A planet named after the Roman god of time, renewal and liberation seems a fitting final resting place for our lovely friend Cassini-Huygens, whose life was spent furthering astronomical knowledge and the liberation of truth from a far-flung part of our small star system in this abyssal ocean of space.
Cassini departed her earthly cradle in 1997, for she was better than all of us.
She was the first brave space probe to enter Saturn’s orbit, and, on September 15th, t’was here that she drew her final robot breath. Passing by Titan, Saturn’s largest moon, Cassini’s trajectory was altered by Titan’s gravity, causing her to head for Saturn’s atmosphere, where she burned up on entry.
Cassini had run out of fuel, and the team at NASA charged with her mission felt that it would be best to destroy her in a controlled way to avoid risking any contamination collisions with the moons Titan or Enceladus, both of which show promise of harbouring life. “Because of planetary protection and our desire to go back to Enceladus, go back to Titan, go back to the Saturn system, we must protect those bodies for future exploration,” stated Jim Green, director of NASA’s planetary science division.
Cassini-Huygens, born in 1982, was the lovechild of the European Space Agency, the Italian Space Agency, and NASA. A combination of NASA’s Cassini probe and ESA’s Huygens lander, she weighed about 2500 kilograms, and measured about two metres tall by four metres wide.
Powered by 33 kilograms of radioactive plutonium-238, she wasn’t always the most popular girl at school. In the late ‘90s, environmentalist groups were unhappy about Cassini’s fuel source, but the cost to run her on radioactive plutonium was more than worth the potential insight she could transmit to us from foreign worlds. Plutonium-238’s decay heat converts to electric energy that would power all of Cassini’s needs, such as her cosmic dust analyzer, magnetometer, radio and plasma equipment, radar, and onboard spectrometers – not to mention all of the imaging systems which have allowed her to send us Saturn’s secrets in such incredible detail.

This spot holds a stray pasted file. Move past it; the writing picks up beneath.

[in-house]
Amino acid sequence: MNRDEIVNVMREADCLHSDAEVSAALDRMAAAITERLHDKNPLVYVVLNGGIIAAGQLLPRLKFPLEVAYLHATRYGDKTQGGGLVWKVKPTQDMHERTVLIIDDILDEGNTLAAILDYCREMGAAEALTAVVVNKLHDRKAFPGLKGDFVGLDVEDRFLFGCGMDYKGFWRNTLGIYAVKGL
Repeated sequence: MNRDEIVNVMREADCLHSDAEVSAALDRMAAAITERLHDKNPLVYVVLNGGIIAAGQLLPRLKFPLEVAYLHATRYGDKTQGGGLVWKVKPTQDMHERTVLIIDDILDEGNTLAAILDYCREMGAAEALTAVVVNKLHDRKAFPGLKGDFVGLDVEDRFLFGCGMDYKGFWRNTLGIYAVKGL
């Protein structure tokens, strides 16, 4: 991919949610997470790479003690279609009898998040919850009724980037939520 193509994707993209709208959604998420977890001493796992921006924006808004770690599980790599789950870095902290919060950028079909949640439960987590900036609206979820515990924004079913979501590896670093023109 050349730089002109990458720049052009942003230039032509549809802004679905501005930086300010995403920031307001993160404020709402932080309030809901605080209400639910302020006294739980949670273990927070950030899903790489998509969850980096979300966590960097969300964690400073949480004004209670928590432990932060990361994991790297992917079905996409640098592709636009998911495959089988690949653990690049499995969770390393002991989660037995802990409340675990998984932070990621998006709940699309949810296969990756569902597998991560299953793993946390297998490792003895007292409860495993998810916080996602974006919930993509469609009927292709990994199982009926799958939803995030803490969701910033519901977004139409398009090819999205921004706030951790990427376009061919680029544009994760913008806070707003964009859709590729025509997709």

After her 1997 launch from Earth, Cassini travelled almost 8 billion kilometres, collecting over 635GB of data and snapping almost half a million images. Her first foray was two fly-by stalks of Venus, slingshotting back past Earth and then circling Jupiter. After seven years, she arrived in the realm of the gas giant Saturn – 1.2 billion kilometres from Earth.
Orbiting Saturn 294 times, Cassini completed 162 close fly-bys of Saturn’s largest moon Titan, and pinged photos and data back to us, revealing cold mysterious worlds vastly unlike our own lush temperate home.
Cassini represents an incredible achievement for humans. Years of intelligence, engineering, vision, skill, and a determination to grow and learn as a species. We have shared the lifetime of a plucky little space probe that is currently 1.2 billion kilometres away from us; a place where we may never tread in this harsh, eternally indifferent cosmos. Cassini showed us, in more intimate detail than we could ever have dreamed, what it means to inhabit a universe which is oblivious to us on our tiny little tropical rock.
May Cassini’s short life be a beacon of truth and knowledge for all.
Chelle Fitzgerald is a geology student and science writer living in Dunedin, New Zealand. She loves Jurassic Park and red wine.